posted by xetere at 8:09 AM on November 16, 2009 [2 favorites]

I am also a woman who recently had a breast reduction and agree that you should try as hard as you can for your insurance to cover it. Do some research online before you go see the doctor - see what other people have said to their doctors and insurance companies to get covered and then when you see your GP for a referral, say that stuff! Then say it to the surgeon.
posted by elsietheeel at 8:10 AM on November 16, 2009

Unfortunately, gynecomastia is considered purely cosmetic, kind of like wanting a smaller nose. I doubt a man's breasts would be large enough to warrant it being a medical issue, apart from the psychological aspects. I would be utterly shocked if an insurance company would pay for it, unfortunately. The only other way is if the man had breast cancer.
posted by xetere at 8:35 AM on November 16, 2009

OK, I had this or at least a variation thereof. Not sure if it was true gynecomastia or it was a benign cyst that was growing but I had it removed in 9th grade. It appeared somewhere in the 7th-8th grade area for me. Notice the use of the singular. I had the unusual case where I had only one breast grow but not the other. That was pretty embarrassing for a teenager or perhaps maybe it wasn't as bad as it could have been since at the core everyone could tell it was at least a medical issue.

Anyways, insurance covered if I recall correctly because the mass in general was pressing on my lungs and reducing capacity. They said it was grapefruit sized! but I never got visual confirmation of this. Surgery was done by a plastic surgeon and they went in through the areola to remove the mass. I also had a tube in my side that let fluid drain for a few weeks afterwards...that was kinda creepy. I'm left with a little less nipple sensitivity on that side but otherwise I'm ok.
posted by mmascolino at 8:48 AM on November 16, 2009

MeMail Me.
posted by Lutoslawski at 10:12 AM on November 16, 2009

Ah fuck it. I'll just up and post about my experience with this; privacy is so 2005. This is going to be TMI. Apologies in advance.

So I had the great (mis)fortune of having gynecomastia through my middle and high school years. I discovered it in sixth grade...I was sort of chubby at the time, so I my large-ish breasts didn't alarm me, until I was sort of ok feeling myself up and lo and behold I had those quarter-ish sized lumps behind both my nipples that are for all intents and purposes the beginning of breasts.

I started running a lot around this time and lost a lot of weight...and the breasts remained. To make a long story short, this really, really sucked. I wore lots of layers to cover it up, I couldn't go swimming, I walked with horrible posture, hunched forward, which still haunts me to this day. Mean kids would do what mean kids do, grab them, twist them, etc. I was a Jesus kid at the time and I did a lot of beg-praying that they would vanish. I squeezed them a lot, hoping to force them into submission. But no, they were there to stay.

So finally in my junior year of high school, after dealing with this for some six years, I just totally lost it and went balling like a baby to my parents. I had researched everything I could find out about it on the internet (this was when the internet was still quite young) and I knew that, while some form of gynecomastia is quite common in boys going through puberty, it usually fades away after six months or so, as hormones balance out, but in some unfortunate cases, the breasts don't go away. Alas, my friend, welcome to our world. I knew that surgery was the last option at this point, and I wanted it.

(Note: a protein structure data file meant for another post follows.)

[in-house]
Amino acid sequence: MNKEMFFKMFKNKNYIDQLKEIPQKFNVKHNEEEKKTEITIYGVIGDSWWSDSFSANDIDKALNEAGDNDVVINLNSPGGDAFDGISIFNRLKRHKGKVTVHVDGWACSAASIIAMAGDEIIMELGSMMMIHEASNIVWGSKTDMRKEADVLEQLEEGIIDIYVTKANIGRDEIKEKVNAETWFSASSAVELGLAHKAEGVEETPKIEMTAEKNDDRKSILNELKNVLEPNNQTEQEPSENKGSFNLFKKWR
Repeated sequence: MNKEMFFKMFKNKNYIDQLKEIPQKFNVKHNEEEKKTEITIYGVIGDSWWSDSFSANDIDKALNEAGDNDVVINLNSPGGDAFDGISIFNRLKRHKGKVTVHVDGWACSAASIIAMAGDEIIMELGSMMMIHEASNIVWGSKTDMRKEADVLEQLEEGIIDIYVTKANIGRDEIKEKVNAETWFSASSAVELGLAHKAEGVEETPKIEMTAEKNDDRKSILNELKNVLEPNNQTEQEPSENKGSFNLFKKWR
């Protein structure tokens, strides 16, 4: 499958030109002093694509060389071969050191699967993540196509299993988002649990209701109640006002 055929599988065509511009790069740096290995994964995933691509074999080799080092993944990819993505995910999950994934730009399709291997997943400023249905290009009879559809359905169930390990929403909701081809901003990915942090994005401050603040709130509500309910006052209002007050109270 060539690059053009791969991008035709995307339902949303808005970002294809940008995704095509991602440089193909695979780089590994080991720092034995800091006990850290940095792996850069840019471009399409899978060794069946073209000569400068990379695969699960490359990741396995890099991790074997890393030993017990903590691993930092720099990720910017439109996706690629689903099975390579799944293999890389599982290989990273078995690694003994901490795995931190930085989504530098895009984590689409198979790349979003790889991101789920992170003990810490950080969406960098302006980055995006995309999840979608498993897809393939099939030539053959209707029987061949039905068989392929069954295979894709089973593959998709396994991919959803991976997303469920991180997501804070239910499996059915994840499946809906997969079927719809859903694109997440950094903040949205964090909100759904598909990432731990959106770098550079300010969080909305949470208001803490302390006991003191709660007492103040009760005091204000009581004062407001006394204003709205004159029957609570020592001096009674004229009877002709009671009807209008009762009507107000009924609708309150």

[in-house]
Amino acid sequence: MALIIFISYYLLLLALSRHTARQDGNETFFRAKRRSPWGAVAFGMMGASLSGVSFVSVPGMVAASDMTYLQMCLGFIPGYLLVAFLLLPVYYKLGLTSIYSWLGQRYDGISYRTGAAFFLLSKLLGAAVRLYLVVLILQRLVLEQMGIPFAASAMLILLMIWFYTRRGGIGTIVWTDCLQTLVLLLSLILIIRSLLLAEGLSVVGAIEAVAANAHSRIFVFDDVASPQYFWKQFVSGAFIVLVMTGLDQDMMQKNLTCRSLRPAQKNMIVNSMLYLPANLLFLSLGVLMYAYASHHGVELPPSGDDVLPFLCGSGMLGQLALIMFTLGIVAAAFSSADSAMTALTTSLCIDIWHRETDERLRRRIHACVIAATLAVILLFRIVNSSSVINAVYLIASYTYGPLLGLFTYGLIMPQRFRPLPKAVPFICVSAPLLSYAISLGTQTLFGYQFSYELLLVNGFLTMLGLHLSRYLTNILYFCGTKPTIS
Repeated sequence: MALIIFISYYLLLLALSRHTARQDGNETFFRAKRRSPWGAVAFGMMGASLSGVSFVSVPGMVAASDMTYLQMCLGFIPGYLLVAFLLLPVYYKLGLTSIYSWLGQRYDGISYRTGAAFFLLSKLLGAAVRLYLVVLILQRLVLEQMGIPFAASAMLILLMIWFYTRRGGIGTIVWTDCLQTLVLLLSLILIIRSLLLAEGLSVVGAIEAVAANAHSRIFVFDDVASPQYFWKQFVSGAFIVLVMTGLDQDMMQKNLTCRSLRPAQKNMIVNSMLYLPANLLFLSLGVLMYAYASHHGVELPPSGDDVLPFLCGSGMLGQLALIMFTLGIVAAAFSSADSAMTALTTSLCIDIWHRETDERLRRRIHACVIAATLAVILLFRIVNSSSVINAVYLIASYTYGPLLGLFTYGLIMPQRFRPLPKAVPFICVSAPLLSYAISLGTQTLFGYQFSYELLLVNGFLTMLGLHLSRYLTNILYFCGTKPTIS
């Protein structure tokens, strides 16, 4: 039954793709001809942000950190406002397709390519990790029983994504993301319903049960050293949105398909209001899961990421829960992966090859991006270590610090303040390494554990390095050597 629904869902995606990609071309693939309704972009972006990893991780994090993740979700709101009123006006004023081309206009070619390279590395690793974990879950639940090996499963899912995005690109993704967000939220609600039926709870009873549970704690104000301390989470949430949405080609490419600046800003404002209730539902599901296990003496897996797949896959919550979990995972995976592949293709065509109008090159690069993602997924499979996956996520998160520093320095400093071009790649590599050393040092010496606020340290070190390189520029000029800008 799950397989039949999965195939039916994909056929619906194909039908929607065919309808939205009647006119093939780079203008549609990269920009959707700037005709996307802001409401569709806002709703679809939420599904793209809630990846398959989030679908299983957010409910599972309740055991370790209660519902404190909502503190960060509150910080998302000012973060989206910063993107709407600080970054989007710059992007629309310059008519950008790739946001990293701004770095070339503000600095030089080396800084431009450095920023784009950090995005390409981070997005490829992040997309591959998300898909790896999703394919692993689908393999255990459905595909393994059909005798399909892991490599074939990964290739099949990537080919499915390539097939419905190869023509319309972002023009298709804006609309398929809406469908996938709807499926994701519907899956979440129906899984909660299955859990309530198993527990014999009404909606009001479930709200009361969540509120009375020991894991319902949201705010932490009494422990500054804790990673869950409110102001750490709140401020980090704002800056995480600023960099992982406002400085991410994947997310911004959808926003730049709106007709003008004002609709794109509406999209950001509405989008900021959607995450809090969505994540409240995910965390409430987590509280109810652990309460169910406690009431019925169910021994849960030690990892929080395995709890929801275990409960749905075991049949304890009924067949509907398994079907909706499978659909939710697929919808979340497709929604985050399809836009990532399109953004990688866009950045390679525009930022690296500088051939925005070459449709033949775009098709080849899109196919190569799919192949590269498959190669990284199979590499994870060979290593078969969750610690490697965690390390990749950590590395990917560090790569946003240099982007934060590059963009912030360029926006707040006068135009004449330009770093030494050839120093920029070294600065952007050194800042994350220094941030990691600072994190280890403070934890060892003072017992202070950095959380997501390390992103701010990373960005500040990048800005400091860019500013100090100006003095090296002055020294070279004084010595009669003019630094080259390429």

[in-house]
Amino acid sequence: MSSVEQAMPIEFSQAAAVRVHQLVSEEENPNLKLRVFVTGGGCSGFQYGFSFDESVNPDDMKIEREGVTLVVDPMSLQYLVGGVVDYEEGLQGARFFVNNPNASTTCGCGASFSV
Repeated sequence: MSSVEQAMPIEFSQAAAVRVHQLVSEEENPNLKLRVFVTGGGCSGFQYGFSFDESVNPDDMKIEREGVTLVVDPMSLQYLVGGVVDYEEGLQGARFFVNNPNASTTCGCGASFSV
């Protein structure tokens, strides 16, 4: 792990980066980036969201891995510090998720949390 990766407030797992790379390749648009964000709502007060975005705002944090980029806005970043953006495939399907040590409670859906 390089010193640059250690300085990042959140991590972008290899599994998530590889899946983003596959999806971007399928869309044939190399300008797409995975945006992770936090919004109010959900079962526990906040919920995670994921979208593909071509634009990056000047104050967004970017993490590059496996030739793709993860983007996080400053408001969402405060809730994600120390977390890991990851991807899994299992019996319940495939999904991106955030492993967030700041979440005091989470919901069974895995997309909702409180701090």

My parents, understandably, were very sympathetic. We went to see the doctor about it and he said sure, surgery could be done, but insurance probably wouldn't cover it. We put in a request anyway. The whole surgery was going to cost somewhere in the ballpark of $12,000.

Our insurance company called us back and told us it was going to be covered. Rejoicing all around. Then, a few days later, another call from the insurance company. They had made a mistake. Insurance doesn't cover 'cosmetic' surgeries - but because they had already given us the go, they agreed to pay for it anyway. This was a very happy day, and I got very lucky.

The surgery is simple. They cut around the bottom half of each nipple and a little incision to each side, making the scars look sort of like an upside down omega. After the initial surgery, your breasts fill up with blood and other bodily fluids as your body tries to heal and, essentially, fill this now empty space in your chest. So you have to go to follow-up appointments where a nurse basically sticks a huge ass needle in each boob and sucks out this fluid with a syringe, depositing it all in a pan, which is fairly disgusting. This must be done several times.

Overall, I am really glad I had it done. It relieved a weight, no pun intended, from me that is hard to express. I still have scars, my nipples look funny because they are sort of perpetually inverted, and I lost most of the feeling in my nipples (it has come back somewhat). But as soon as I could wear a t-shirt and stand-up straight, well, I knew it was worth it.

It's a weird thing. MeMail me if you have other questions or want to talk about it. Looking back, I can laugh at it, but at the time, as is true for so many things in life, it felt like a living hell.
posted by Lutoslawski at 10:32 AM on November 16, 2009 [8 favorites]